But taken in a different light, these off-label uses are consistent with a current American mentality that uses medical interventions as technologies for optimization. Think for example of the use of growth hormones to enhance height, or Ritalin to optimize concentration, or plastic surgery to enhance beauty, or even amputations to optimize expressions of sexual identity.
Are the uses of psychiatric medications to enhance religious performance so different from these practices? And are they necessarily unethical? Metzl, a professor of psychiatry and the director of the Center for Medicine, Health and Society at Vanderbilt University, told me. Doctors over-prescribe anti-anxiety medications to women, and they over-diagnose African-American males with schizophrenia, he explained, because doctors themselves live with cultural biases.
According to Jewish law, a woman who commits adultery is barred from marrying the man with whom she cheats on her husband, and Joseph and Dini wanted a future together. When a psychologist diagnosed Joseph with sex addiction, he tried to correct him. The askan also made Joseph an appointment with a psychiatrist named Dr.
Before they went to the appointment, Joseph says that the askan coached him in what to say and how to say it in order to procure the treatment that the askan thought was appropriate. According to Joseph, the plan in mind was that Dr. When I reached the askan by phone, and asked him if he had arranged for a man having an affair to get Lupron Depot shots, he interrupted me.
Richard Price in his Monsey, New York, office. Price that he could not stop thinking about sex and running after women. Price initially prescribed a small dose of Risperdal, an anti-psychotic medicine, and recommended that Joseph go back to talk therapy. After that, he prescribed Lupron Depot. Joseph got the shot four times over a period of three months.
I went to Refuah [Health] Center to have a nurse stick it up my ass. I had to drop my pants, turn around, and have her put it in. Price was eager to talk when I called to ask about his work as a psychiatrist catering to the Hasidic community. He invited me to his private practice, situated in the upstate New York town of Monsey, where there is a large Orthodox and Hasidic population. His office is in a two-story building at the edge of a strip mall that also houses a kosher restaurant, a kosher candy store, a Jewish bookstore, and a pharmacy.
Price is a tall man with a childlike, clean-shaven face and jet-black hair cut across his forehead in a straight line. He wore a black yarmulke and a crisp navy suit and tie. When I arrived, he told me excitedly about a treatment he had come up with for autism, which he said has high rates in ultra-Orthodox communities. He had tried the treatment on his son, and is now having the powder baked into cookies at a local kosher factory. He showed me a bag: Price went to a Jewish day school.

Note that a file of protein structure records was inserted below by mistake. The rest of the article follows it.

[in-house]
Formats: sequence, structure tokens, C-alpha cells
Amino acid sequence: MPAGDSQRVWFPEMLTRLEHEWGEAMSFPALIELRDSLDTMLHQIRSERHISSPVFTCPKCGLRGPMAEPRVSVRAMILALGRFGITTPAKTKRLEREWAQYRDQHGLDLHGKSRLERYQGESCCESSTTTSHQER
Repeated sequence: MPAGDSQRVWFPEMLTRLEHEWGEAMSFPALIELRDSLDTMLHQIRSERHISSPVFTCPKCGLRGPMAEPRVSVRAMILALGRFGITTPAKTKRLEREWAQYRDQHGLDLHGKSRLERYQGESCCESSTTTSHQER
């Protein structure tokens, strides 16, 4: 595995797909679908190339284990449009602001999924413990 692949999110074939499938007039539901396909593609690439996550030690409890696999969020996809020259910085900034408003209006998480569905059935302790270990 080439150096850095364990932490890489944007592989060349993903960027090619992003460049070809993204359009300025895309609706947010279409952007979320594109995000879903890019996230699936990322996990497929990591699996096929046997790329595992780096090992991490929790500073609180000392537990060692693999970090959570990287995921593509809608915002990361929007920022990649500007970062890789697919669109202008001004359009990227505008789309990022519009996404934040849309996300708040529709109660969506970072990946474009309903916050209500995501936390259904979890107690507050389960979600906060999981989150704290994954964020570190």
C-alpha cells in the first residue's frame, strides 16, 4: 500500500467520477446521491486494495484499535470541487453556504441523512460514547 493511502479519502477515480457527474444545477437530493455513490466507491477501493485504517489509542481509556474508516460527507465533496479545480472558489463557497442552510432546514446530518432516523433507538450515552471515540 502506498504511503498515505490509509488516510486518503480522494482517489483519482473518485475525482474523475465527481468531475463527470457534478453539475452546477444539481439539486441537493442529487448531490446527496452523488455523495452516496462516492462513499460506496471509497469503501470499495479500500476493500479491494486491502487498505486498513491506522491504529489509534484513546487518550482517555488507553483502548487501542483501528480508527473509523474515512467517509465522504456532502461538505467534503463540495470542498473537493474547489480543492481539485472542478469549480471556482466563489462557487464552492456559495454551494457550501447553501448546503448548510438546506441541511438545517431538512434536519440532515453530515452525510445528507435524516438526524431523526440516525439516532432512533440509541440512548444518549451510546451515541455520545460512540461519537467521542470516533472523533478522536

After college and medical school, he earned his rabbinical ordination from Ohr Somayach, a non-Hasidic ultra-Orthodox institution. This gave him the cultural knowledge he needed to treat Hasidim, he says, though he is not himself Hasidic. He serves as the medical director of the Bikur Cholim of Rockland County, a mental health clinic that serves the ultra-Orthodox community. Two thirds of Dr. Sometimes, he uses medication to treat the symptoms, if he determines that they are psychiatric in nature.
Other times, he sends the patient to a rabbi for a dispensation to eliminate the religious cause. Psychiatric medication addresses symptoms, not root causes, Dr. Price told me; symptoms like anxiety, depression, paranoia, and overall distress can coincide with living a life of strict religious practice. I asked whether he prescribes SSRIs to prevent masturbation. The first time I asked about Joseph, Dr. He fondly patted a large and ornately embellished chest next to his chair.
Price said, a psychiatrist can do very little to guard against a patient who may have been coached on what to say. Later, I returned to Dr. He read me the notes he had written neatly across a yellow paper. He blamed himself, and he never told his parents. Price stood by the treatment. When I told Joseph about my conversations with Dr.
Moishe told me that he suffered from religious doubts, which he believed caused him to become manic. I was completely off my rocker. The askan took Moishe to see Dr. Moishe believes that Dr. Price saved him from a terrible fate. He would give them medication.
Or is the problem with the religious context?